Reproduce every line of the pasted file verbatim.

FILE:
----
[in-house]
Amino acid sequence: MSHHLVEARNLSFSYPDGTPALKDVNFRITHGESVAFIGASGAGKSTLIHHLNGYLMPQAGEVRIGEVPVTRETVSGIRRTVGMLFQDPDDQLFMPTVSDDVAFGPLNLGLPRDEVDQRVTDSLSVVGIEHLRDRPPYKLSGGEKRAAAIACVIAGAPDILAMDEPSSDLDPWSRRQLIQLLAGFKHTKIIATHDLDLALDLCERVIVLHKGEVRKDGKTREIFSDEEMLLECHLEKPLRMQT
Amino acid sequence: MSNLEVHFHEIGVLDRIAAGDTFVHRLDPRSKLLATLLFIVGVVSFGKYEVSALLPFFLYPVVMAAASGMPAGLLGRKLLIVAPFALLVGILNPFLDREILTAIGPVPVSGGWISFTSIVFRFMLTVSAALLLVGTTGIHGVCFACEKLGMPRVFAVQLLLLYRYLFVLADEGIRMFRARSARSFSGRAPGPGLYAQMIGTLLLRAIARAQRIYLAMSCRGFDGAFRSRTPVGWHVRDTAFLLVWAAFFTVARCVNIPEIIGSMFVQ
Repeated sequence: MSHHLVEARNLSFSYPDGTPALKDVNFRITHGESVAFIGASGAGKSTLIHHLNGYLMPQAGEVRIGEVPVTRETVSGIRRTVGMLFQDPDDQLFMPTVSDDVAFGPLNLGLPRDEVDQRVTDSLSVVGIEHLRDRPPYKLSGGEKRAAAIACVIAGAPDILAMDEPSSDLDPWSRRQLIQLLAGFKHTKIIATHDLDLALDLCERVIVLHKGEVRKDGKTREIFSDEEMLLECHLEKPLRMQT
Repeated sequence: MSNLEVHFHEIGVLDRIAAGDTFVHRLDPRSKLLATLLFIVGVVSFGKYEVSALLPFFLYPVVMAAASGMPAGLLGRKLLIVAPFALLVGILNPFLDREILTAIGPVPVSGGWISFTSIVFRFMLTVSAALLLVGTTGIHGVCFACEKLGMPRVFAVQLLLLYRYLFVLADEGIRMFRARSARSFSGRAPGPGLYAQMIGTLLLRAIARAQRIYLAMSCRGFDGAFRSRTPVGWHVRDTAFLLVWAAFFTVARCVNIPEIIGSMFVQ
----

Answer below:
[in-house]
Amino acid sequence: MSHHLVEARNLSFSYPDGTPALKDVNFRITHGESVAFIGASGAGKSTLIHHLNGYLMPQAGEVRIGEVPVTRETVSGIRRTVGMLFQDPDDQLFMPTVSDDVAFGPLNLGLPRDEVDQRVTDSLSVVGIEHLRDRPPYKLSGGEKRAAAIACVIAGAPDILAMDEPSSDLDPWSRRQLIQLLAGFKHTKIIATHDLDLALDLCERVIVLHKGEVRKDGKTREIFSDEEMLLECHLEKPLRMQT
Amino acid sequence: MSNLEVHFHEIGVLDRIAAGDTFVHRLDPRSKLLATLLFIVGVVSFGKYEVSALLPFFLYPVVMAAASGMPAGLLGRKLLIVAPFALLVGILNPFLDREILTAIGPVPVSGGWISFTSIVFRFMLTVSAALLLVGTTGIHGVCFACEKLGMPRVFAVQLLLLYRYLFVLADEGIRMFRARSARSFSGRAPGPGLYAQMIGTLLLRAIARAQRIYLAMSCRGFDGAFRSRTPVGWHVRDTAFLLVWAAFFTVARCVNIPEIIGSMFVQ
Repeated sequence: MSHHLVEARNLSFSYPDGTPALKDVNFRITHGESVAFIGASGAGKSTLIHHLNGYLMPQAGEVRIGEVPVTRETVSGIRRTVGMLFQDPDDQLFMPTVSDDVAFGPLNLGLPRDEVDQRVTDSLSVVGIEHLRDRPPYKLSGGEKRAAAIACVIAGAPDILAMDEPSSDLDPWSRRQLIQLLAGFKHTKIIATHDLDLALDLCERVIVLHKGEVRKDGKTREIFSDEEMLLECHLEKPLRMQT
Repeated sequence: MSNLEVHFHEIGVLDRIAAGDTFVHRLDPRSKLLATLLFIVGVVSFGKYEVSALLPFFLYPVVMAAASGMPAGLLGRKLLIVAPFALLVGILNPFLDREILTAIGPVPVSGGWISFTSIVFRFMLTVSAALLLVGTTGIHGVCFACEKLGMPRVFAVQLLLLYRYLFVLADEGIRMFRARSARSFSGRAPGPGLYAQMIGTLLLRAIARAQRIYLAMSCRGFDGAFRSRTPVGWHVRDTAFLLVWAAFFTVARCVNIPEIIGSMFVQ